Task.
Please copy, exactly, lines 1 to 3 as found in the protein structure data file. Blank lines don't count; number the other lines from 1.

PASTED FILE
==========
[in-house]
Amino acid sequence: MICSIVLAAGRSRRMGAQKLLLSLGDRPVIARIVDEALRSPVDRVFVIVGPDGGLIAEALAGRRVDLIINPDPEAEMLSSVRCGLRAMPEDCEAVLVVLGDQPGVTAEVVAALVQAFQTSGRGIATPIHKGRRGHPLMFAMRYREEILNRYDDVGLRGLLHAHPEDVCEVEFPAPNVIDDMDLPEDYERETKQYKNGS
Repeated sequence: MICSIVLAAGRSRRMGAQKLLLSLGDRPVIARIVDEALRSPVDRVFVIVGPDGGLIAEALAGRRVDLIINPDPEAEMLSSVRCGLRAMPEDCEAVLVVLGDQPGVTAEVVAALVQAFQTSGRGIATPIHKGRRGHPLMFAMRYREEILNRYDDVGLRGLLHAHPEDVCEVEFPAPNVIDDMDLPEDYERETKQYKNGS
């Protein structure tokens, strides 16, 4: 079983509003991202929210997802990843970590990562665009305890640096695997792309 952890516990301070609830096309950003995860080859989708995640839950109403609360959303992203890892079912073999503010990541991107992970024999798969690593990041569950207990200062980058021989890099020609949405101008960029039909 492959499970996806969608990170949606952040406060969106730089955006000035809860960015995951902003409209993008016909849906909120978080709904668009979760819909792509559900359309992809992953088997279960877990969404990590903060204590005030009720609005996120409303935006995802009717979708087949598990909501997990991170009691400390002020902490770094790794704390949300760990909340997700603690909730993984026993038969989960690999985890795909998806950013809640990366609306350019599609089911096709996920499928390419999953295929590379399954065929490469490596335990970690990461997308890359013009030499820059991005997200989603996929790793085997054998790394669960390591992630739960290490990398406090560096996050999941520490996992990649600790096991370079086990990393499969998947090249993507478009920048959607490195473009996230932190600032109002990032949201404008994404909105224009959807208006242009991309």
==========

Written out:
[in-house]
Amino acid sequence: MICSIVLAAGRSRRMGAQKLLLSLGDRPVIARIVDEALRSPVDRVFVIVGPDGGLIAEALAGRRVDLIINPDPEAEMLSSVRCGLRAMPEDCEAVLVVLGDQPGVTAEVVAALVQAFQTSGRGIATPIHKGRRGHPLMFAMRYREEILNRYDDVGLRGLLHAHPEDVCEVEFPAPNVIDDMDLPEDYERETKQYKNGS
Repeated sequence: MICSIVLAAGRSRRMGAQKLLLSLGDRPVIARIVDEALRSPVDRVFVIVGPDGGLIAEALAGRRVDLIINPDPEAEMLSSVRCGLRAMPEDCEAVLVVLGDQPGVTAEVVAALVQAFQTSGRGIATPIHKGRRGHPLMFAMRYREEILNRYDDVGLRGLLHAHPEDVCEVEFPAPNVIDDMDLPEDYERETKQYKNGS